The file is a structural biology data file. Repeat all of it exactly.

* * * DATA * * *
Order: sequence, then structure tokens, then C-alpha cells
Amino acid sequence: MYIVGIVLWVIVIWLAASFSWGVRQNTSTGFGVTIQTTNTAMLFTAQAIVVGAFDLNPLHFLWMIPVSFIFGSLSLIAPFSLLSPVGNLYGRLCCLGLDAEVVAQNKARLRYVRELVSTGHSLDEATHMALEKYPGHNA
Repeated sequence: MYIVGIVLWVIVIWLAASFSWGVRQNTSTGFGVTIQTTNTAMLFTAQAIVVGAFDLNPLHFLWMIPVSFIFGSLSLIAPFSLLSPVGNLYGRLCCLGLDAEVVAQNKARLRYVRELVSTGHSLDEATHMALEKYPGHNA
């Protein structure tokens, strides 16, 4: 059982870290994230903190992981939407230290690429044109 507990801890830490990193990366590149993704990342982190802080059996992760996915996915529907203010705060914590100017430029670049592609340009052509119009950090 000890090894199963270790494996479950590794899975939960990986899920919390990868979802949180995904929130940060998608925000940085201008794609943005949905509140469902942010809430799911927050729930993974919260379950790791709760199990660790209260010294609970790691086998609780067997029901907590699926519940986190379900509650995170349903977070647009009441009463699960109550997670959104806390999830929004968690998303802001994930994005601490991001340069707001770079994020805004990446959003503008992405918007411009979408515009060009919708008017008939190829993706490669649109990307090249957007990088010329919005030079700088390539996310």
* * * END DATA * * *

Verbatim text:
Order: sequence, then structure tokens, then C-alpha cells
Amino acid sequence: MYIVGIVLWVIVIWLAASFSWGVRQNTSTGFGVTIQTTNTAMLFTAQAIVVGAFDLNPLHFLWMIPVSFIFGSLSLIAPFSLLSPVGNLYGRLCCLGLDAEVVAQNKARLRYVRELVSTGHSLDEATHMALEKYPGHNA
Repeated sequence: MYIVGIVLWVIVIWLAASFSWGVRQNTSTGFGVTIQTTNTAMLFTAQAIVVGAFDLNPLHFLWMIPVSFIFGSLSLIAPFSLLSPVGNLYGRLCCLGLDAEVVAQNKARLRYVRELVSTGHSLDEATHMALEKYPGHNA
């Protein structure tokens, strides 16, 4: 059982870290994230903190992981939407230290690429044109 507990801890830490990193990366590149993704990342982190802080059996992760996915996915529907203010705060914590100017430029670049592609340009052509119009950090 000890090894199963270790494996479950590794899975939960990986899920919390990868979802949180995904929130940060998608925000940085201008794609943005949905509140469902942010809430799911927050729930993974919260379950790791709760199990660790209260010294609970790691086998609780067997029901907590699926519940986190379900509650995170349903977070647009009441009463699960109550997670959104806390999830929004968690998303802001994930994005601490991001340069707001770079994020805004990446959003503008992405918007411009979408515009060009919708008017008939190829993706490669649109990307090249957007990088010329919005030079700088390539996310």